(Halifax) The Government of Canada is allocating approximately $ 4.8 million for a new national study that will examine the effects of a combination of approved COVID-19 vaccines in adults.
Researchers will look at the safety and effectiveness of the use of two different COVID-19 vaccines for the first and second doses.
The project will also study the effects of increasing the interval between doses.
The deAgain Joan Langley, a professor at Dalhousie University in Nova Scotia and co-head investigator of this research project, aims to determine the effects of various vaccine administration gaps on immunity and safety, in a context where questions are raised about the interchangeability of vaccines.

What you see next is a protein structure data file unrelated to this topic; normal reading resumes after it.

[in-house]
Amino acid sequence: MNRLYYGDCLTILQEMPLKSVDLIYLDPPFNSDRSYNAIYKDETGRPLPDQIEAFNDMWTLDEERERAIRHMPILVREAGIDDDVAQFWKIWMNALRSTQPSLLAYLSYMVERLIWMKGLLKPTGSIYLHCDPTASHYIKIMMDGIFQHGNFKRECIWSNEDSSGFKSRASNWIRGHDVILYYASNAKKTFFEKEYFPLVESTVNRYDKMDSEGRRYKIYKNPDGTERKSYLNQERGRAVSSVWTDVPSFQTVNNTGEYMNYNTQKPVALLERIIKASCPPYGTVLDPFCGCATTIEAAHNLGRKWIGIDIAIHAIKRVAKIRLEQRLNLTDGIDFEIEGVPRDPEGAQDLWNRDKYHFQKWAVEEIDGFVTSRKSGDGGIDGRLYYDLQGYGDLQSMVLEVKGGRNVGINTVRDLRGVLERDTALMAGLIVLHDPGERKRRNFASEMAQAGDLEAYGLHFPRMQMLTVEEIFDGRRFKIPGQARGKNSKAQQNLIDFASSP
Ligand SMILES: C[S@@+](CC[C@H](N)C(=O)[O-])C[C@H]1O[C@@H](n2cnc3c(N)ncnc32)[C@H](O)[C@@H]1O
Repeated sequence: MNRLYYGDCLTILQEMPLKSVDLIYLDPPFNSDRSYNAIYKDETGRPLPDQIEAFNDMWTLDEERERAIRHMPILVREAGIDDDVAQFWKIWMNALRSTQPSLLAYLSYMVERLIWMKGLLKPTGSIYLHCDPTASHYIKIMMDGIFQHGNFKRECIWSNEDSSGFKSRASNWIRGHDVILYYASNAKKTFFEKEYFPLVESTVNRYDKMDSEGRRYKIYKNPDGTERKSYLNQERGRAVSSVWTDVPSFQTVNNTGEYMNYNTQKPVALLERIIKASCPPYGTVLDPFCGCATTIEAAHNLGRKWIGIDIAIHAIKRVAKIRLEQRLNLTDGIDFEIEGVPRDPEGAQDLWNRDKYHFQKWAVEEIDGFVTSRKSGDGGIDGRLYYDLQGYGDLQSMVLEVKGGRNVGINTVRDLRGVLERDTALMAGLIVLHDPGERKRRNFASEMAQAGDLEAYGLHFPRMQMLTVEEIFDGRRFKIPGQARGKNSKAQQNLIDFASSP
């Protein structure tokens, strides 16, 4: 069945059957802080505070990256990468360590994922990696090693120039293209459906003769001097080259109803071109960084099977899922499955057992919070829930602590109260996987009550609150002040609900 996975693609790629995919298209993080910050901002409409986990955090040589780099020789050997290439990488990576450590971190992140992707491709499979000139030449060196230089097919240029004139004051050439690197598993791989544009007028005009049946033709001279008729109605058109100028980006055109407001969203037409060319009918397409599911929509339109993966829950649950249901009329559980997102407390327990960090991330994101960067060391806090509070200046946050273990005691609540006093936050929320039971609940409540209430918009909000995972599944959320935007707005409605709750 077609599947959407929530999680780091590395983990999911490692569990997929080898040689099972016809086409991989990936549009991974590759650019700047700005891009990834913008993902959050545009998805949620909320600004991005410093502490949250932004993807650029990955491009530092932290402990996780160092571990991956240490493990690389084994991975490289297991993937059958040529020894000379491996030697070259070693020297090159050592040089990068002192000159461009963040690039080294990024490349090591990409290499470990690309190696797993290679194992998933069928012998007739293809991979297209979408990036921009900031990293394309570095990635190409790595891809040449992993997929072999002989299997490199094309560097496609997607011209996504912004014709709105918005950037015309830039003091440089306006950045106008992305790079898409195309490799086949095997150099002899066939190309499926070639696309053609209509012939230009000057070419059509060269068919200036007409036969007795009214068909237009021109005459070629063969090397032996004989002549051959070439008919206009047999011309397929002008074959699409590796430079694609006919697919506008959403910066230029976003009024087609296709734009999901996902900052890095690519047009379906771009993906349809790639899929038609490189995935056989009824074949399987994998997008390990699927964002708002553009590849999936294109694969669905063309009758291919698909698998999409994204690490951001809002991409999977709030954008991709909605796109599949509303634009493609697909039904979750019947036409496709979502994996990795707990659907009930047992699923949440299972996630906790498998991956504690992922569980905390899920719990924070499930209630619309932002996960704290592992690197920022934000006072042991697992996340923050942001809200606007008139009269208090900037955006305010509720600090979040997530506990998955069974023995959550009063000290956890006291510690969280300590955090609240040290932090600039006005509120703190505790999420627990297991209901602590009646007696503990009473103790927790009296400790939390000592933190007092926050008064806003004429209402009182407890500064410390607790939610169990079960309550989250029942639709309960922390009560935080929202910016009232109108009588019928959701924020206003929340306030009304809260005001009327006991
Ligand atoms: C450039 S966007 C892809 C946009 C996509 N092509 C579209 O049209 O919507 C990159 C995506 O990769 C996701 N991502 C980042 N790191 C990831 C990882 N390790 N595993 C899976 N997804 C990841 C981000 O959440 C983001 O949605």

Researchers will also try to find out what the immune response is when two doses of different COVID-19 vaccine products are used and how long this reaction lasts.
The study, titled “Mixing the Second Doses of COVID-19 Vaccine for Safety and Immunogenicity” (MOSAIC), aims to recruit 1300 participants as soon as possible in Nova Scotia, Quebec, Ontario, Manitoba in Alberta and British Columbia.
Four COVID-19 vaccines are currently approved for use in Canada, three of which are distributed by public health programs: Pfizer-BioNotech, Modern and Oxford-AstraZeneca. As more vaccines become available, they will be added to the study to fill knowledge gaps in public health.
The research team says that the results of their work will be shared regularly with public health officials to help them make decisions for the continued deployment of vaccines in Canada.